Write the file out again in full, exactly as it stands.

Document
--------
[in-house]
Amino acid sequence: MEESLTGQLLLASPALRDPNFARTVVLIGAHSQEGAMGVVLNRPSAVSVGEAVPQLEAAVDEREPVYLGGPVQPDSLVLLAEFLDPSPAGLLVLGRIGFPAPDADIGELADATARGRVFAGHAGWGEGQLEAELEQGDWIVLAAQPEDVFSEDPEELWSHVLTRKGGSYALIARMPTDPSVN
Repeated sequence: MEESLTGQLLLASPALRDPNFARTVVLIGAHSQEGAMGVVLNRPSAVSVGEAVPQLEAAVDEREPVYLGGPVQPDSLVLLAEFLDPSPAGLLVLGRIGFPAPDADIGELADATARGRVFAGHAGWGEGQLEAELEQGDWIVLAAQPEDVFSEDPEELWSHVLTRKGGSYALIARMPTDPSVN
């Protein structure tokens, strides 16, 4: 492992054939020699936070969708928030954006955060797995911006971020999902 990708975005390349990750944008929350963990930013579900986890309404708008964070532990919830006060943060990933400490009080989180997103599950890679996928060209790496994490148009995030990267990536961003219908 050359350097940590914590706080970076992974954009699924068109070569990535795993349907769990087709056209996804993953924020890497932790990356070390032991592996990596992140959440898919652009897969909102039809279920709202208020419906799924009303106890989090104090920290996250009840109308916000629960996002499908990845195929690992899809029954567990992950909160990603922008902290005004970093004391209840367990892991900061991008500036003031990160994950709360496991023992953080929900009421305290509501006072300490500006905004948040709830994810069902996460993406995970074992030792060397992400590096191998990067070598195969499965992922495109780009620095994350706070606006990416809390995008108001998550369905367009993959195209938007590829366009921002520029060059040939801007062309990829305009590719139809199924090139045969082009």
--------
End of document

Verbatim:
[in-house]
Amino acid sequence: MEESLTGQLLLASPALRDPNFARTVVLIGAHSQEGAMGVVLNRPSAVSVGEAVPQLEAAVDEREPVYLGGPVQPDSLVLLAEFLDPSPAGLLVLGRIGFPAPDADIGELADATARGRVFAGHAGWGEGQLEAELEQGDWIVLAAQPEDVFSEDPEELWSHVLTRKGGSYALIARMPTDPSVN
Repeated sequence: MEESLTGQLLLASPALRDPNFARTVVLIGAHSQEGAMGVVLNRPSAVSVGEAVPQLEAAVDEREPVYLGGPVQPDSLVLLAEFLDPSPAGLLVLGRIGFPAPDADIGELADATARGRVFAGHAGWGEGQLEAELEQGDWIVLAAQPEDVFSEDPEELWSHVLTRKGGSYALIARMPTDPSVN
């Protein structure tokens, strides 16, 4: 492992054939020699936070969708928030954006955060797995911006971020999902 990708975005390349990750944008929350963990930013579900986890309404708008964070532990919830006060943060990933400490009080989180997103599950890679996928060209790496994490148009995030990267990536961003219908 050359350097940590914590706080970076992974954009699924068109070569990535795993349907769990087709056209996804993953924020890497932790990356070390032991592996990596992140959440898919652009897969909102039809279920709202208020419906799924009303106890989090104090920290996250009840109308916000629960996002499908990845195929690992899809029954567990992950909160990603922008902290005004970093004391209840367990892991900061991008500036003031990160994950709360496991023992953080929900009421305290509501006072300490500006905004948040709830994810069902996460993406995970074992030792060397992400590096191998990067070598195969499965992922495109780009620095994350706070606006990416809390995008108001998550369905367009993959195209938007590829366009921002520029060059040939801007062309990829305009590719139809199924090139045969082009």